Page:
Wrap Up March 2020 or it’s Women’s Prize Season!

March was weird, I am sure everybody will agree. And I am not sure April will be any less weird but maybe I will be more used to the weirdness by then? In positive news, the longlist for the Women’s Prize for Fiction was announced and I have started making my way through it – and for the most part I have enjoyed the books so far, although I am weary if that’ll stay that way.

Books I read in March:

  1. Love Her or Lose Her by Tessa Bailey: 2 out of 5 stars
  2. A Thousand Ships by Natalie Haynes: 4 out of 5 stars (review)
  3. Weather by Jenny Offil: 4 out of 5 stars (review)
  4. Actress by Anne Enright: 4.5 out of 5 stars (review)
  5. Verge by Lidia Yuknavitch: 3 out of 5 stars
  6. The Dutch House by Ann Patchett: 1.5 out of 5 stars (review)
  7. Wow, No Thank You by Samantha Irby: 4 out of 5 stars
  8. Nightingale Point by Luan Goldie: 2 out of  5 stars

Favourite of the Month:

Actress. I did not think I would like this book and was then very happy when I did. It is so far my favourite of the longlisted books.

Stats(ish):

I finished eight books in March, all of them written by women. Of these books five were on the Women’s Prize longlist and thus fiction. I also read one romance novel, one short story collection, and one memoir. I also spent a lot of my time re-reading parts of the Psy-Changeling series because those books always make me happy. I did not completely read any of those books though.

Currently Reading:

Books I should get to soon:

I am still kind of planning to finish the Women’s Prize longlist (except for the Mantel) before the shortlist is announced on the 22nd. I am unsure whether that is at all doable but I am still going to try my best.

Women’s Prize coverage by other bloggers:

Rachel, Callum, Naty, Marija, Emily, Gilana, Laura

27 thoughts on “Wrap Up March 2020 or it’s Women’s Prize Season!

  1. I am weirdly glad to hear that you found Nightingale Point as underwhelming as I did, and look forward to your thoughts if you write them up!

    I’m about 100 pages into Actress and I’m struggling 😦 😦 I can see that it’s impeccably written and the characterisation is wonderful but I just can’t warm to it. I hope it will pick up in the second half.

    Liked by 1 person

    1. I kept returning to your review – you are so right on all your points! While I didn’t absolutely hate it, I agree that it just not a very good book. I am a bit baffled by its inclusion on the longlist.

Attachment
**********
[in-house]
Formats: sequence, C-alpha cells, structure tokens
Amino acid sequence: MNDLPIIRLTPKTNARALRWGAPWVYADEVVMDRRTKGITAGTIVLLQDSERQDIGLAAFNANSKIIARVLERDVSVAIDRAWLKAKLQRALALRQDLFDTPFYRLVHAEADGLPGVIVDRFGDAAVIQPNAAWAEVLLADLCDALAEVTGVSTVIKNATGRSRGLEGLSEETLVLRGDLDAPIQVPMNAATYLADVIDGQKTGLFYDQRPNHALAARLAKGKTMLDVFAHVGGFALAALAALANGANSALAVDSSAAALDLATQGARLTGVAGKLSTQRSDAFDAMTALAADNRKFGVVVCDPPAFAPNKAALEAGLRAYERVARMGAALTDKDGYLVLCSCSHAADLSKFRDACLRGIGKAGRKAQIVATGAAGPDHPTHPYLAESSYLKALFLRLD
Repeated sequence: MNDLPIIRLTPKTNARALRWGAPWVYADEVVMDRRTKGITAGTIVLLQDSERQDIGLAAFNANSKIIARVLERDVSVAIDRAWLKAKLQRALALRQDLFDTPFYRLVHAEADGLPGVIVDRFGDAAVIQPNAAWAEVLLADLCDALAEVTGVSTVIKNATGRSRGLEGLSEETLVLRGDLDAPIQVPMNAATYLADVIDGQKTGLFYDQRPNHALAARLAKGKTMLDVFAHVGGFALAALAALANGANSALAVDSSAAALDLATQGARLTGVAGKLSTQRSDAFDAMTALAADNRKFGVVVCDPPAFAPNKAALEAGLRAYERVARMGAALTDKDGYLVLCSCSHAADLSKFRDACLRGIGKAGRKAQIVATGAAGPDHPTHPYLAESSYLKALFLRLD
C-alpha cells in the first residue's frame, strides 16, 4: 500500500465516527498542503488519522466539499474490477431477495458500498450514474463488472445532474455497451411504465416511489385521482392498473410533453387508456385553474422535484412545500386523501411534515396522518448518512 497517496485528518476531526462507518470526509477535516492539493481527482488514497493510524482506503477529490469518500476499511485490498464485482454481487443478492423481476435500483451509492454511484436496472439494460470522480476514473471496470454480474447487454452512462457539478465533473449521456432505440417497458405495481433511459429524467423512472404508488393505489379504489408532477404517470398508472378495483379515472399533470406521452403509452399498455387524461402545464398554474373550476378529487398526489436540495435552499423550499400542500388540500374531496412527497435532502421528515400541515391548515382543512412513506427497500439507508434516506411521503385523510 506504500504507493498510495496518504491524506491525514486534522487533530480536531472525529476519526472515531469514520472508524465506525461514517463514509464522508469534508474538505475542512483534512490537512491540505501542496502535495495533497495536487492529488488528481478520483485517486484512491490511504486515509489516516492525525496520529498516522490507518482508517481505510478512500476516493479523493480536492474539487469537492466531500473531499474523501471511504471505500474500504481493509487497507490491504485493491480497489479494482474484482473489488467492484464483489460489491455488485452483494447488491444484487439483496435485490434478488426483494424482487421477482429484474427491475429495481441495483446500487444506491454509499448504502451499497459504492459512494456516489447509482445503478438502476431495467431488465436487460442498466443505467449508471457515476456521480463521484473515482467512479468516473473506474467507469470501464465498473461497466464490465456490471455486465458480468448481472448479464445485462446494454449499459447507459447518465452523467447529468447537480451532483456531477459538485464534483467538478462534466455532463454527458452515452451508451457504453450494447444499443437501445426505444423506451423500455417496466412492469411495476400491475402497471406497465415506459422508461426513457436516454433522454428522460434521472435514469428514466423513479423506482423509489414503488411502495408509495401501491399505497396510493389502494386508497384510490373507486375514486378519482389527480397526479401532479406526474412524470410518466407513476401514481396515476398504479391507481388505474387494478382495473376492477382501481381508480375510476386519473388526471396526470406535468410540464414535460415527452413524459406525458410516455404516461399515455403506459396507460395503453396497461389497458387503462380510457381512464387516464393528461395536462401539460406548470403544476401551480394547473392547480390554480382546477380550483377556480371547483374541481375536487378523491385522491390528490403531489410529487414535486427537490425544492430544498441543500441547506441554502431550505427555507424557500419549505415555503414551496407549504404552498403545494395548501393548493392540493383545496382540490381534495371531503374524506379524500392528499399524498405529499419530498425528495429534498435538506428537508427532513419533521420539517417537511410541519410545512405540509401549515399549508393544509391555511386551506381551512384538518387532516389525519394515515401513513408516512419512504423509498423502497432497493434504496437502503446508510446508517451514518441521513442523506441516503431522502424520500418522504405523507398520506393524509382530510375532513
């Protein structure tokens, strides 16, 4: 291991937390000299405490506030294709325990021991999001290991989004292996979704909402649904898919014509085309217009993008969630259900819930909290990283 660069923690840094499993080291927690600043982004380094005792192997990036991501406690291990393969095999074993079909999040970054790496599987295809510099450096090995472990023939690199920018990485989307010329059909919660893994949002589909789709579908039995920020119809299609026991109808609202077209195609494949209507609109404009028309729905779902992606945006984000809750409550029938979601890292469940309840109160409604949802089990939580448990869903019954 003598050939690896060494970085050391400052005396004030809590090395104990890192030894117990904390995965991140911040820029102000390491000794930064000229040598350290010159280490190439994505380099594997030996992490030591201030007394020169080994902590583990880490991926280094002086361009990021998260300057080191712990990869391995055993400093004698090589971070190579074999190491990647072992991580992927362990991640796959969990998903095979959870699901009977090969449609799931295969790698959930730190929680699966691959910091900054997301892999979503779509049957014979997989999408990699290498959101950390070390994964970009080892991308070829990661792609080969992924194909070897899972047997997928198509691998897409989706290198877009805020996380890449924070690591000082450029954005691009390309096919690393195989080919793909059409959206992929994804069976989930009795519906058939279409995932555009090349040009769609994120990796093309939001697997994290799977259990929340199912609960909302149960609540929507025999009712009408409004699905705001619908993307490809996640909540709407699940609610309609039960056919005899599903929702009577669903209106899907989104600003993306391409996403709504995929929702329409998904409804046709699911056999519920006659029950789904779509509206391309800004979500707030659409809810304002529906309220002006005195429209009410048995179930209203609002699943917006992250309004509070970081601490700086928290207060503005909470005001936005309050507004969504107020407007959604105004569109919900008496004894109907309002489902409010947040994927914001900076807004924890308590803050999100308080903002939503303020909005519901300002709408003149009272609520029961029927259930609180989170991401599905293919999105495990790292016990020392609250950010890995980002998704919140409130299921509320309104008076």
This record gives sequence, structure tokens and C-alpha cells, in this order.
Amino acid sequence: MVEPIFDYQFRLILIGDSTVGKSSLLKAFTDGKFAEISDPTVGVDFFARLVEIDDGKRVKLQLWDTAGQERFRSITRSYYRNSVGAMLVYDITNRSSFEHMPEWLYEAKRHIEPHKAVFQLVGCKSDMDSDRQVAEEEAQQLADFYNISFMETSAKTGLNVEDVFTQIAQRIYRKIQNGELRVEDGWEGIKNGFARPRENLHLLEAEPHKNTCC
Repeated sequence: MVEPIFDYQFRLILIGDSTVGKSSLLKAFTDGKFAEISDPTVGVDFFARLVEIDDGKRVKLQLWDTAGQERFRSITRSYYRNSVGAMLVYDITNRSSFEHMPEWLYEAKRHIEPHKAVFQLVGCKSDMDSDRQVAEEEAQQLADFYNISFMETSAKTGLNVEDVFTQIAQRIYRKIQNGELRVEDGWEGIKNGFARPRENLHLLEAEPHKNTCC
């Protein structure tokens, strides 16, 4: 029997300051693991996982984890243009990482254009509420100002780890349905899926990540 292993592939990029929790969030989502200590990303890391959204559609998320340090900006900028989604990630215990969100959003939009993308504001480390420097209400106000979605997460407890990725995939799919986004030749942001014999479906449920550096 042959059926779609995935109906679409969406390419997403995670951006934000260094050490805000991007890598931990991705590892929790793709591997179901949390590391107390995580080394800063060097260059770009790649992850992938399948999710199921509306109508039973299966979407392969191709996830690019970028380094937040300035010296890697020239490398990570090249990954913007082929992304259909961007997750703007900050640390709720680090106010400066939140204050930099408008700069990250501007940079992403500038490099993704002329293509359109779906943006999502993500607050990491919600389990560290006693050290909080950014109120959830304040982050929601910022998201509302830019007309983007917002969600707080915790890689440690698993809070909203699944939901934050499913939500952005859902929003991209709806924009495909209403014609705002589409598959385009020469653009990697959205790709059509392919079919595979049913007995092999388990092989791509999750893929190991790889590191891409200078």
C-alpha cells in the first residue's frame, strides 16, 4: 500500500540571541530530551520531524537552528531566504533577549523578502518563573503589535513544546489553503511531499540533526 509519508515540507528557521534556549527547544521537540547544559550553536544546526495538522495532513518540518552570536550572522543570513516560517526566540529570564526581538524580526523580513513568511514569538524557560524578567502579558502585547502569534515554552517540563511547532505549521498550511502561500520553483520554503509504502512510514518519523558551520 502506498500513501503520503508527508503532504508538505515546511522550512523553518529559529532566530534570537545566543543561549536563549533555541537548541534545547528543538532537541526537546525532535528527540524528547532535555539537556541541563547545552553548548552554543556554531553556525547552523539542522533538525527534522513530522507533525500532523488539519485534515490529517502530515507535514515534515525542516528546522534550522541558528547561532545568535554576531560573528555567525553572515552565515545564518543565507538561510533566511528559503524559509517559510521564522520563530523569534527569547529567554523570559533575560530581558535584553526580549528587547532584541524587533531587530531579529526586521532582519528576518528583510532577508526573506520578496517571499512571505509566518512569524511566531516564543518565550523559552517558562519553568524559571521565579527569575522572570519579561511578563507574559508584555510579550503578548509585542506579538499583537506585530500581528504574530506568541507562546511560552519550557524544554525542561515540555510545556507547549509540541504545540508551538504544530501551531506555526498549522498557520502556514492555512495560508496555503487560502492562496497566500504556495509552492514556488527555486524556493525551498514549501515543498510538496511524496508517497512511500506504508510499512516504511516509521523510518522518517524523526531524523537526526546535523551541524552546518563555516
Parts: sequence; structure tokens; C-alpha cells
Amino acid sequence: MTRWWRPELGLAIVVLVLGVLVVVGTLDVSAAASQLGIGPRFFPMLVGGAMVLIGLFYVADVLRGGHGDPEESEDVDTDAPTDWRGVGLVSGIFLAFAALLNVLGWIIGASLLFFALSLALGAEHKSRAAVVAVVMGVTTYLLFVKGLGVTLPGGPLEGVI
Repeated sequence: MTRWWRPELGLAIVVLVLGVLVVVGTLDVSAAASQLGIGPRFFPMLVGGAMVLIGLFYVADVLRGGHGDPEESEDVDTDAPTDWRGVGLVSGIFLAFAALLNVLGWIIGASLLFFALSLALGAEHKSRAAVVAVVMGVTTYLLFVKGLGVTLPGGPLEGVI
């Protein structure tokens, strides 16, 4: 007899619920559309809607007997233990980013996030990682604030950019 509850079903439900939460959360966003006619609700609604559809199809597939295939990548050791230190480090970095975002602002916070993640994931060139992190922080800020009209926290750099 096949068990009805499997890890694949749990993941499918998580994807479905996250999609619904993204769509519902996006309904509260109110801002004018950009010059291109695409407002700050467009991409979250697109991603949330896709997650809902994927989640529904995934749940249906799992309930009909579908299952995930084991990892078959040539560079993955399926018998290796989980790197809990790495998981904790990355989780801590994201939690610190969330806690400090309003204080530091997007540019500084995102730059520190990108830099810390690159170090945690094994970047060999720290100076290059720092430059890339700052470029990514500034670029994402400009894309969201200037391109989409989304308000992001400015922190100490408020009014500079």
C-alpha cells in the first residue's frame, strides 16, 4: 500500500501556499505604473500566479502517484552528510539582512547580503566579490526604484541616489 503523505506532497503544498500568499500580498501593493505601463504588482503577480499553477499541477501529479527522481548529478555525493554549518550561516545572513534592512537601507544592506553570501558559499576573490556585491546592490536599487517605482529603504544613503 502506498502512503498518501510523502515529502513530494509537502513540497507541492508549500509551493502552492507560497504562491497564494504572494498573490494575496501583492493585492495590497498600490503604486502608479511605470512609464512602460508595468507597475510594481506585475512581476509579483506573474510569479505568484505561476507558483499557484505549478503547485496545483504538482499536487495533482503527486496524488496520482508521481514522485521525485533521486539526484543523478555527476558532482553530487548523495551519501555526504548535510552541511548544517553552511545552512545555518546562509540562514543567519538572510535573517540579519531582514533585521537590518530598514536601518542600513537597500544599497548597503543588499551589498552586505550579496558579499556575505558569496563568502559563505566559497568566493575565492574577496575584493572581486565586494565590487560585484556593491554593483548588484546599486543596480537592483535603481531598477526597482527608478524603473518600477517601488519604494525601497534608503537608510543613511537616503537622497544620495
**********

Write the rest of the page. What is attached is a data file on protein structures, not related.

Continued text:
I am starting to realize through this longlist experience that I mostly care about prose and structure in literary fiction – which is why Actress worked so well for me, even if I admit that the plot is not the most exciting one. Sadly the judges seem to prefer honest depictions of characters’ complicated relationships.

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      1. Thank you! The list feels very samey to me so far, and definitely more so than other years, although perhaps it’s just a matter of the judges’ tastes not fitting well with mine. There’s so much on intergenerational family relationships, which is not a theme that especially excites me. Plus the three war novels!

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      2. Yes! SO many family sagas. Which is just not my type of thing. I joked last year that there were many obvious pairs but this year we have the huge crop of “parents are awful” books, the “trauma porn” books, and a handful of other books. I cannot believe I am rooting for the big names but I really am.

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      3. Yes, the only book I’m strongly ‘rooting’ for at this point is the Evaristo (even though it already won the Booker!) but I did very much enjoy the Carty-Williams, Lee and Anappara.

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  2. I really enjoyed Red At the Bone! I hope that you do too.

    I would also love to hear what you think of The Shining Girls – I am from South Africa and I haven’t read any Lauren Beukes, which is something that I really should have done by now.

    Liked by 1 person

    1. I am really enjoying Red at the Bone! I am not that great at reading physical books at the moment which is the only reason I haven’t finished it yet.
      I am really enjoying The Shining Girls but keep thinking that I would love it more if it was set in South Africa; I cannot quite put my fingers on why.
      I have read her short fiction before and really wanted to finally get to one of her longer works. I really like her prose and her imagination!